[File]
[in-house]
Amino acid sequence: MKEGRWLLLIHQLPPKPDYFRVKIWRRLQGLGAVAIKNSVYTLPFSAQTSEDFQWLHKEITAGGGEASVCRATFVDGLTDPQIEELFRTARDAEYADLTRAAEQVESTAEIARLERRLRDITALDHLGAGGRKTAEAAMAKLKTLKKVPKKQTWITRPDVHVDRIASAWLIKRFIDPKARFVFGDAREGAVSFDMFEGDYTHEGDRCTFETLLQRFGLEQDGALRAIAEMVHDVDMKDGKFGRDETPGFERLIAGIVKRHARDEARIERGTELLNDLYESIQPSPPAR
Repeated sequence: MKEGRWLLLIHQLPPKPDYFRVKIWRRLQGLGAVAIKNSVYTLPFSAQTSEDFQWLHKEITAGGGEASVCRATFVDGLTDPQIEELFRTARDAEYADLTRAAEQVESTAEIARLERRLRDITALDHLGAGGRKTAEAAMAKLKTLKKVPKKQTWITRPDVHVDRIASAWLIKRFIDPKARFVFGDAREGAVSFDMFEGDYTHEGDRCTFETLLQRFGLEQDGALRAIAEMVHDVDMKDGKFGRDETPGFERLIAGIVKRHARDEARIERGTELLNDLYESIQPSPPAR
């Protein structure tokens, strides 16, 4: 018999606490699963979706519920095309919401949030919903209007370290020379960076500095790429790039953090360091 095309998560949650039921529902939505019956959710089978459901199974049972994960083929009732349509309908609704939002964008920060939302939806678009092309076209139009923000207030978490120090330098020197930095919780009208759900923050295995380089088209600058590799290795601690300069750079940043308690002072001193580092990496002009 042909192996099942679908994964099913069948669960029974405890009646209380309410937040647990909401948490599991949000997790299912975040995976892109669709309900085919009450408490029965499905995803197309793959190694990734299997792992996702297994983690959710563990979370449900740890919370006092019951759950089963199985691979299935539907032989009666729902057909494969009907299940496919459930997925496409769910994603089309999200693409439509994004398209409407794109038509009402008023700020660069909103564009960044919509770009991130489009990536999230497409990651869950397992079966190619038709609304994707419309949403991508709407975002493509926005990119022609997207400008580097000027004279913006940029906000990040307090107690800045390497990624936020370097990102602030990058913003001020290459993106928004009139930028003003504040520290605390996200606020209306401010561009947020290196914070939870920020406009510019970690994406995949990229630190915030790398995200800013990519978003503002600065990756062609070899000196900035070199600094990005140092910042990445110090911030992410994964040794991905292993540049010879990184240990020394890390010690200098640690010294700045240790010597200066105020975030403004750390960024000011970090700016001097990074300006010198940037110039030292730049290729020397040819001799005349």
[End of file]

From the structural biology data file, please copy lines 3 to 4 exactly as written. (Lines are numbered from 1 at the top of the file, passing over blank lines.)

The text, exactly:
Repeated sequence: MKEGRWLLLIHQLPPKPDYFRVKIWRRLQGLGAVAIKNSVYTLPFSAQTSEDFQWLHKEITAGGGEASVCRATFVDGLTDPQIEELFRTARDAEYADLTRAAEQVESTAEIARLERRLRDITALDHLGAGGRKTAEAAMAKLKTLKKVPKKQTWITRPDVHVDRIASAWLIKRFIDPKARFVFGDAREGAVSFDMFEGDYTHEGDRCTFETLLQRFGLEQDGALRAIAEMVHDVDMKDGKFGRDETPGFERLIAGIVKRHARDEARIERGTELLNDLYESIQPSPPAR
């Protein structure tokens, strides 16, 4: 018999606490699963979706519920095309919401949030919903209007370290020379960076500095790429790039953090360091 095309998560949650039921529902939505019956959710089978459901199974049972994960083929009732349509309908609704939002964008920060939302939806678009092309076209139009923000207030978490120090330098020197930095919780009208759900923050295995380089088209600058590799290795601690300069750079940043308690002072001193580092990496002009 042909192996099942679908994964099913069948669960029974405890009646209380309410937040647990909401948490599991949000997790299912975040995976892109669709309900085919009450408490029965499905995803197309793959190694990734299997792992996702297994983690959710563990979370449900740890919370006092019951759950089963199985691979299935539907032989009666729902057909494969009907299940496919459930997925496409769910994603089309999200693409439509994004398209409407794109038509009402008023700020660069909103564009960044919509770009991130489009990536999230497409990651869950397992079966190619038709609304994707419309949403991508709407975002493509926005990119022609997207400008580097000027004279913006940029906000990040307090107690800045390497990624936020370097990102602030990058913003001020290459993106928004009139930028003003504040520290605390996200606020209306401010561009947020290196914070939870920020406009510019970690994406995949990229630190915030790398995200800013990519978003503002600065990756062609070899000196900035070199600094990005140092910042990445110090911030992410994964040794991905292993540049010879990184240990020394890390010690200098640690010294700045240790010597200066105020975030403004750390960024000011970090700016001097990074300006010198940037110039030292730049290729020397040819001799005349």